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At HIMSS 2014, several hospital systems showcased examples of how they have been able to leverage clinical analytics and dramatically increase the value of all the data collected by electronic health records and other systems over the years. In many cases, these hospitals used third-party data analytics providers for assistance.
After the conference, it was time to sit and reflect on the vendors and the capabilities of the products they have introduced in 2014. EHR vendors were very eager to offer HIMSS attendees a look into their booths for a sneak peek of new modules and reports, and to confirm their compliance with certification requirements. Despite most vendors offering booth goodies and colorful handouts describing their products, it became difficult to say what could be taken away from these EHR products in terms of new capabilities and what these vendors' next move is in the marketplace.
On the exhibit hall floor, amid the smell of popcorn and other treats handed out at various booths, a few vendors took a different approach to seeking new business in the hospital market; for example, one had their product summarized by a friendly robot, reflecting their focus on artificial intelligence. These different approaches summed up what I was looking to learn about EHRs at HIMSS 2014. From one EHR system to the next, I got a sense of what vendors are doing that has changed and will continue to change the way we interact with clinical data.
Clinical analytics is becoming a big business. Companies small and large are able to use analytics to break through and get the attention of the chief medical information officers and chief information officers at many health organizations. Providers are interested in identifying and using systems that can provide more value by utilizing the data collected by EHR systems. Third-party clinical analytics providers increasingly offer more insight into EHR data. In doing so, these analytics companies are gaining ground on EHR systems and challenging them on their own turf.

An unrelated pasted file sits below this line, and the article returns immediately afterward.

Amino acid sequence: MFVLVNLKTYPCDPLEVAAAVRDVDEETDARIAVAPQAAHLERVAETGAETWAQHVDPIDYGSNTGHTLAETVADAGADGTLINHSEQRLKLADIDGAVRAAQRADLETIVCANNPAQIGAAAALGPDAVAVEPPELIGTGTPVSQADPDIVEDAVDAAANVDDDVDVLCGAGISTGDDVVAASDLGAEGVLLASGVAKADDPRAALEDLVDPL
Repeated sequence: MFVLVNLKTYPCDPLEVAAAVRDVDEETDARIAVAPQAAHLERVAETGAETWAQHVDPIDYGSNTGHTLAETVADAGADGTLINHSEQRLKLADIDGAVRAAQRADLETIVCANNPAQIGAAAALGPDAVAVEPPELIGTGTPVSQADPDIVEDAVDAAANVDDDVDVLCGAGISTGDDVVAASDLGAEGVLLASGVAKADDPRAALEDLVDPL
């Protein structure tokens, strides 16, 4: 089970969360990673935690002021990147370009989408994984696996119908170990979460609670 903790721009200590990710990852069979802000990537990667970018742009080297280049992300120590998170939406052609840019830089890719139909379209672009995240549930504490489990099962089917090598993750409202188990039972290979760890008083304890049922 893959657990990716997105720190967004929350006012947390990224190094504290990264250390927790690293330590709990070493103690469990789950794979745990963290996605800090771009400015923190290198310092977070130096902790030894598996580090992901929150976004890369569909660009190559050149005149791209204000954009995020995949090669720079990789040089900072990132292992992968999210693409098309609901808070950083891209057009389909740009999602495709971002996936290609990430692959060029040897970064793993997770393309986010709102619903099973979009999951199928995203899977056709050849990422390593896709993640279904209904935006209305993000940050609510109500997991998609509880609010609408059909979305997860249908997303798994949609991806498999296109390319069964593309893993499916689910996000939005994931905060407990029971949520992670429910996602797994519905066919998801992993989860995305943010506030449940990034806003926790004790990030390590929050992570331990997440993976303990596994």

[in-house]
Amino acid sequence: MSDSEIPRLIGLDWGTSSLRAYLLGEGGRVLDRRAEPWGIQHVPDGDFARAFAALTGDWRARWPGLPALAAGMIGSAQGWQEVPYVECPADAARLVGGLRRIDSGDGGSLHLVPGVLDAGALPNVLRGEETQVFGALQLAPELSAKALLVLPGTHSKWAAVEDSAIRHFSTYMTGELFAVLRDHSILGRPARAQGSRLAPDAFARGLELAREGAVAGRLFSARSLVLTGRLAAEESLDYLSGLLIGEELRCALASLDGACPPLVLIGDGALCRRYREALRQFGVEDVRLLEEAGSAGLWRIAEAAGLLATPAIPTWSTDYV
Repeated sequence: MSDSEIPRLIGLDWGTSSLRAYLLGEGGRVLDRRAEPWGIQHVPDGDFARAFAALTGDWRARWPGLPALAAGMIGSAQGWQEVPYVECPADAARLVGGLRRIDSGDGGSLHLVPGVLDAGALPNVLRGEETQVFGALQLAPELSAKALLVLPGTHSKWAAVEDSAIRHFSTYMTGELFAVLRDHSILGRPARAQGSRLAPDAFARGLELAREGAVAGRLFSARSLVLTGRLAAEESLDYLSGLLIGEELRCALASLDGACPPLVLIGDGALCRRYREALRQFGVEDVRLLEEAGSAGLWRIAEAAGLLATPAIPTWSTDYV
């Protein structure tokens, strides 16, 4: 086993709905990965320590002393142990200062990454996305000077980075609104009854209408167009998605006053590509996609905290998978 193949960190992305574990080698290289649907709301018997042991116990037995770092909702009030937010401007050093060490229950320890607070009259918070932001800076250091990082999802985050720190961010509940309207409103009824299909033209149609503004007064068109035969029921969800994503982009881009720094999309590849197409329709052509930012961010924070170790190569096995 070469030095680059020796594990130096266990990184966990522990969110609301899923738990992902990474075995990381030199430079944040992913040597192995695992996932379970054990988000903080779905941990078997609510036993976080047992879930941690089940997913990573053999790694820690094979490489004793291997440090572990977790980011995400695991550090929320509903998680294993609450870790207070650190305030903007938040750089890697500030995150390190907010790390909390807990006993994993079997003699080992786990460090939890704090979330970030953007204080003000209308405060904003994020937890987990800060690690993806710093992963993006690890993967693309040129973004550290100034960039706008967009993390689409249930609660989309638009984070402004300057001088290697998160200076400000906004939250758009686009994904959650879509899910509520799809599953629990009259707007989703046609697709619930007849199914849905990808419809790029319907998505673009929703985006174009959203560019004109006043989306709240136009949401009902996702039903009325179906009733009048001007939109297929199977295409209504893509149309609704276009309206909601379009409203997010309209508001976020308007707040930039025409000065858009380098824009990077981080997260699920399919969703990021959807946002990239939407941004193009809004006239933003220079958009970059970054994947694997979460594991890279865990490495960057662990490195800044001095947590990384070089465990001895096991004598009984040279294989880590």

EHR vendors face tremendous pressure to stay competitive with one another. They also must consider compliance regulations and other client demands when building or updating their products. These decisions drive EHR developers to continue to do what they do best and not make too many changes to their systems that are out of their core business model. Focusing on their strengths -- capturing, managing and exchanging electronic health data -- has opened the door for clinical data analytics providers to focus on thinking outside the database box to explore more uses for providers' data. Some call it big data and others label it meaningful use of data. Whatever the title, these analytics can impact the quality and costs of healthcare.
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A new process of performing analytics on health records that is gaining popularity is one that taps into both structured and unstructured data. Numerous health records are held in unstructured documents, such as audio or transcription files. Clinical analytics tools must be able to take the unstructured data and analyze it, something Stuart Covit, chief operating officer and principal at Artificial Medical Intelligence, addressed.
This process does not stop there. Many of the smart analytics tools contain artificial intelligence, combined with machine learning, that is able to adapt and offer valuable insights into a patient's health. This cannot be left to a computer system alone to perform.
"Machine [learning] must be done with some human touch," Covit said. Most experts recommend involving humans in a process of checks and balances and not leaving all the work to computers. This is a valid point, because a machine can only learn what it's given -- as the old computer adage goes, if you put garbage in, you get garbage out.
Clinical artificial intelligence will always need human intervention. Companies such as IBM, Nuance and Artificial Medical Intelligence are partnering with hospitals to address the lack of strong analytics offered by some EHR products. These organizations have been able to optimize natural language processing and clinical decisions support tools, combined with data scientists, to offer solutions for better patient outcomes. Using all of these analytics tools gives hospitals a chance to seek a Level 8 placement atop the current analytics adoption model.
About the author:
Reda Chouffani is vice president of development with Biz Technology Solutions Inc., which provides software design, development and deployment services for the healthcare industry. Let us know what you think about the story; email email@example.com or contact @SearchHealthIT on Twitter.